Summary: Meal Fell is a remote hill which lies to the north of the Skiddaw range in an area known as the Uldale Fells. The fell features in it’s own chaper of book 5- The Northern Fells by Alfred Wainwright. However, it was not at first considered for inclusion in the guides as on his 1 inch maps, both Bartholomew and O.S. it was neither named or measured. Only on the old 6 inch maps which he used was the fell named. Wainwright estimated the height as 1770′. When writing this Pictorial Guide he realised that the book was a going to be lacking in chapters so he added hills such as Meal Fell to make up content. Like most of this area the terrain is made up of rough grass and some heather, occasionally there are outbreaks of rocks or scree such as at the summit of Meal Fell where rocks have been formed into a shelter. This has the look of an ancient tumulus but is not maked as such on maps. The north side of the fell is bounded by the River Ellen and to the south the boundary is made by Frozenfell Gill, both rivers flow to the sea in different directions. Views from the fell are either westward towards the sea or eastwards to the rounded slopes of nearby fells.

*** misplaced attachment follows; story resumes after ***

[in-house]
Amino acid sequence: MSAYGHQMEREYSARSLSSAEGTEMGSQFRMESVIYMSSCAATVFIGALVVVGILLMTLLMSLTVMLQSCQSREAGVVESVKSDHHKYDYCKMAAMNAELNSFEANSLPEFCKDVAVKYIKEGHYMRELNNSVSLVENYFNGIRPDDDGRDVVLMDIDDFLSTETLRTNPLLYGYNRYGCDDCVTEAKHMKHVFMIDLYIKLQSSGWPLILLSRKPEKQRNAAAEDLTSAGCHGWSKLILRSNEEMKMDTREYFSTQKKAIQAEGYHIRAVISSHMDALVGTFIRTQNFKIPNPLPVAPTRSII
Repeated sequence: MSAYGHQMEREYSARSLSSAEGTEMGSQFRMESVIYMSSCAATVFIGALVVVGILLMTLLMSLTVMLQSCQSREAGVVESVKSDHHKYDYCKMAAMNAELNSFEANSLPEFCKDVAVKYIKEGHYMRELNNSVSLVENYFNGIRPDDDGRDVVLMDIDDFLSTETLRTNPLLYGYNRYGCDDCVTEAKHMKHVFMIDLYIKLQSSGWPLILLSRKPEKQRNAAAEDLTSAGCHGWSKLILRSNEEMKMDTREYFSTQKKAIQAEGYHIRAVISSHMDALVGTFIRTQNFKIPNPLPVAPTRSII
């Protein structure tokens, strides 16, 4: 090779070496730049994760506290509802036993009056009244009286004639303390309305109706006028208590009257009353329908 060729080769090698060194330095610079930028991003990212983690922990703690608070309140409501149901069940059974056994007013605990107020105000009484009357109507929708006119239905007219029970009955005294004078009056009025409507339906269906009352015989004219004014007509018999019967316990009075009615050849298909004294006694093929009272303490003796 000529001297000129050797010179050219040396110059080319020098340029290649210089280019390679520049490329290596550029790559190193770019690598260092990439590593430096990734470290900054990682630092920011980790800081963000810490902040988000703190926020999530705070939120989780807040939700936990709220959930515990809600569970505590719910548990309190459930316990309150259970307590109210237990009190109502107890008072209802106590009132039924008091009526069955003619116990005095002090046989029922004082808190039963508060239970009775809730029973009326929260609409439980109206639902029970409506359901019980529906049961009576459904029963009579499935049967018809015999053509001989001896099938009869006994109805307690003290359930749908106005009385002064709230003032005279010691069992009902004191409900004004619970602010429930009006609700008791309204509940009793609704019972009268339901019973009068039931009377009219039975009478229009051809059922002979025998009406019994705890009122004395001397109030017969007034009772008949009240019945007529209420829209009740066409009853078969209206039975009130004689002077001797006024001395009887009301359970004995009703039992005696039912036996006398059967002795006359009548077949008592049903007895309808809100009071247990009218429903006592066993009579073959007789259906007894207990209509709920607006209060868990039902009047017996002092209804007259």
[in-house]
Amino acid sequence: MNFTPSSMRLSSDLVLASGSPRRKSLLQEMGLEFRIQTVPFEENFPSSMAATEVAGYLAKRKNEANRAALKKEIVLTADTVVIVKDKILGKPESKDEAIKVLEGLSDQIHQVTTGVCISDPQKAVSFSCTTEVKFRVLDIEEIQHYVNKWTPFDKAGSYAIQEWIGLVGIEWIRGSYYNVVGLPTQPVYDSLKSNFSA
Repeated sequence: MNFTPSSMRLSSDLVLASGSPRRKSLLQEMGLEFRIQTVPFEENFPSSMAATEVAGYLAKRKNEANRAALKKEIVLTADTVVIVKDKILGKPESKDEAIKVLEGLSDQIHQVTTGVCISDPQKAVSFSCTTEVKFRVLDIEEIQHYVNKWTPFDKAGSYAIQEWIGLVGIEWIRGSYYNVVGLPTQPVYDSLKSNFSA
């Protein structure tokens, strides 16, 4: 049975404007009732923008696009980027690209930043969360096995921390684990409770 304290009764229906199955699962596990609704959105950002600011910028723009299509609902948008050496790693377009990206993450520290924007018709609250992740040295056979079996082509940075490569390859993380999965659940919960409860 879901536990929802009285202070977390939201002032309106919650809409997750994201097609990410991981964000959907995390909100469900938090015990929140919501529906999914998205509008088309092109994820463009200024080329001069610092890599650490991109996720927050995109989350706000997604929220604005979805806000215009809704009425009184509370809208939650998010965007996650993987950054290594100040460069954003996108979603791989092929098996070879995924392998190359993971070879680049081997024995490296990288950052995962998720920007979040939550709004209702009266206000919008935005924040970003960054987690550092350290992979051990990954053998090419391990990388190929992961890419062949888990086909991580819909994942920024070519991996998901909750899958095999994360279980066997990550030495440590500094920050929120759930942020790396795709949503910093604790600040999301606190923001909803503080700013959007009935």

Topographical details: Wainwright classed the summit as the stone shelter with an estimated height of 1770′ but it is at more like a height of 1780′ GR: NY 28258 33711. In reality the highest point of the fell is marked by a small cairn at 1804′ 550m which is 65m to the north-east of the shelter. The summit area has a curious almost circular rim surrounding a couple of small shallow tarns, the cairn of the highest point sits on this rim. It should be remembered that on his visits Wainwright could only estimate the highest point by eye but by using the stone shelter as his summit it gave him and those that followed his guides some feature to recognise as the top of the fell, an important factor in bad weather.
Points of interest: The summit area with the hollow mentioned above is a curious geographical feature, another is Trusmadoor, to the south-west of the fell which is a natural gorge between Meal Fell and Great Cockup, the name is derived from the old word for gap.
Tarns: small unnamed tarns at the summit- may be dry in summer.
Adjoining fells: Great Sca Fell to the east, reached via a broad grassy slope. Great Cockup to the south-west reached via the depression at Trusmadoor.
Nearest facilities: Car parking in roadside layby at Longlands to the north-west (free) limited spaces, or to the east very limited parking on the roadside just south of Orthwaite (free) but do not obstruct local traffic. Pub, The Snooty Fox offers food, drink and rooms and Mea’s Tearoom/gallery at Uldale.
Star rating: (1.2 / 5) A low rating due to the lack of interest and views. The remoteness is a downside as well, quite a bit of effort to get there for little return.
Check walks on this fell:
16/10/11 Uldale Fells
17/5/09 Uldale Fells